The Bench

by William King

The Bench, by William King


It was just one of those idle moments, I had time to kill and decided to stroll along the front. The warm breeze off the sea rustled the palm leaves making a symphonic cacophony as background to the occasional screeching of the parrots. Looking up to the majestic tops of those trees I could hear, but not see those allusive birds, only an occasional glimpse, a flash of barely perceived colour.

There was practically nobody about, unsurprising for three in the afternoon, people would be eating, and most definitely indoors, out of the sun. Even if this was not the scorching heat of summer, it was nevertheless intense.

When the parrots stayed silent and the breeze abated the only sound was the gentle rolling waves touching the sandy beach. 'How many hours had I spent on that beach and the other one further along the coast? Too many to count, a lifetime, my entire youth.'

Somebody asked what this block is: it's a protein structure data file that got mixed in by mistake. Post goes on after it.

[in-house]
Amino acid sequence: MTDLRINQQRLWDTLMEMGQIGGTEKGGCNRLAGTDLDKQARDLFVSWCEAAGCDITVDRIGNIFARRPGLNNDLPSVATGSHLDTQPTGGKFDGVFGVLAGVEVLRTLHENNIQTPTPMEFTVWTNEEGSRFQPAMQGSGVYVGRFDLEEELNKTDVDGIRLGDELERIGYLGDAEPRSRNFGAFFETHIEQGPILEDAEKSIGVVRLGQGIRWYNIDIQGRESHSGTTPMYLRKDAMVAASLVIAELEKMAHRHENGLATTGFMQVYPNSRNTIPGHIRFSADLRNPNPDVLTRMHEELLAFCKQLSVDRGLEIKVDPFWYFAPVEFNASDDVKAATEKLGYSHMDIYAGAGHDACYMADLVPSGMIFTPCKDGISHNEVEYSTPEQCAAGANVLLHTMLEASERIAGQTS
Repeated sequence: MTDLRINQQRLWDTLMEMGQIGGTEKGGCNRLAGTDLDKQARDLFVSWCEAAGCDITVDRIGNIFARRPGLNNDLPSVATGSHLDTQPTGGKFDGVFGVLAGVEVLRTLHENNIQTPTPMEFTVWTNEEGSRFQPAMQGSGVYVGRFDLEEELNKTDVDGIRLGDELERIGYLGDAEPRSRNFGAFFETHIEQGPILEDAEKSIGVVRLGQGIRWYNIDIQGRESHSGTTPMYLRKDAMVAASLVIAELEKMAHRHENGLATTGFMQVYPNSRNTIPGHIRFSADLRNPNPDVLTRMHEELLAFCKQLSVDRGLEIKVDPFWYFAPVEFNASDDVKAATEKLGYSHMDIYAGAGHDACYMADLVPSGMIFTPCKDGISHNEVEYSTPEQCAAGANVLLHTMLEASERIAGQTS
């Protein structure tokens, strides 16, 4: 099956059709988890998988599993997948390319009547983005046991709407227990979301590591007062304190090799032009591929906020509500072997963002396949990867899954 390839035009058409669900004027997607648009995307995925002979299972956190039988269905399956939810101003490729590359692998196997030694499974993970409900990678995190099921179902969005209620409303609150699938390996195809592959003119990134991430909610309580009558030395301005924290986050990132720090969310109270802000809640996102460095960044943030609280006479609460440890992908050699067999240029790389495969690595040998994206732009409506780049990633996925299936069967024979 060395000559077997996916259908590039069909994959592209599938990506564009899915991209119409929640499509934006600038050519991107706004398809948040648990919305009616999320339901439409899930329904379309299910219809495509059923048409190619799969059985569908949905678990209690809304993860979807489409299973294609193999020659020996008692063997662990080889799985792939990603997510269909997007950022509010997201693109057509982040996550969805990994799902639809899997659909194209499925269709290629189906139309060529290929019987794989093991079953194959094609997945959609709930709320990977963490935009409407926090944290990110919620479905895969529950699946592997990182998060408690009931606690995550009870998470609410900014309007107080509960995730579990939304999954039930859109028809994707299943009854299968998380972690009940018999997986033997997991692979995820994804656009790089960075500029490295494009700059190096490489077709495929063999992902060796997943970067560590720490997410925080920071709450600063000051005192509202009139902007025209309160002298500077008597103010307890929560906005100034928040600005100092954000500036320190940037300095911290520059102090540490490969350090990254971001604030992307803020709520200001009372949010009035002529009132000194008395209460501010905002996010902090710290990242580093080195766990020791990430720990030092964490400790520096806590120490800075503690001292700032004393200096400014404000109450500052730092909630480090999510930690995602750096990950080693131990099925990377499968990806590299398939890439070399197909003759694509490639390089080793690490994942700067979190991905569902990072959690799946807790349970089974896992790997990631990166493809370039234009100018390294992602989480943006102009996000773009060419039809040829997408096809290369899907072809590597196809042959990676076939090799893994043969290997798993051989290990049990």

My gaze returned from the trees to look out across the sand towards the glistening water. That was the moment I saw him. At first a distant blurred shape as he emerged from the sea, the only person on the beach. Looking around I noticed his pile of clothes not a hundred meters from where I was sitting on the bench.

His lithe, sun kissed body was silhouetted by the bright sunshine as he strolled toward me. It was not polite to stare, especially in such an obvious fashion when no one else was there, and one could not disguise the obvious. He was not of course heading towards me, that was simply my imagination. He bent down to pick up a towel from his belongings, wiped his face, then swirled the towel around and over his shoulders like a cape.

It was as he did so that to my embarrassment he caught me watching, but he did not react as one might dread, but rather as one might dream. He looked directly at me and smiled. A smile that was enough to almost stop my heart beating as it struck like an arrow launched by Eros. The moment lasted an eternity, as if time had stopped and the only existence was that connection between us.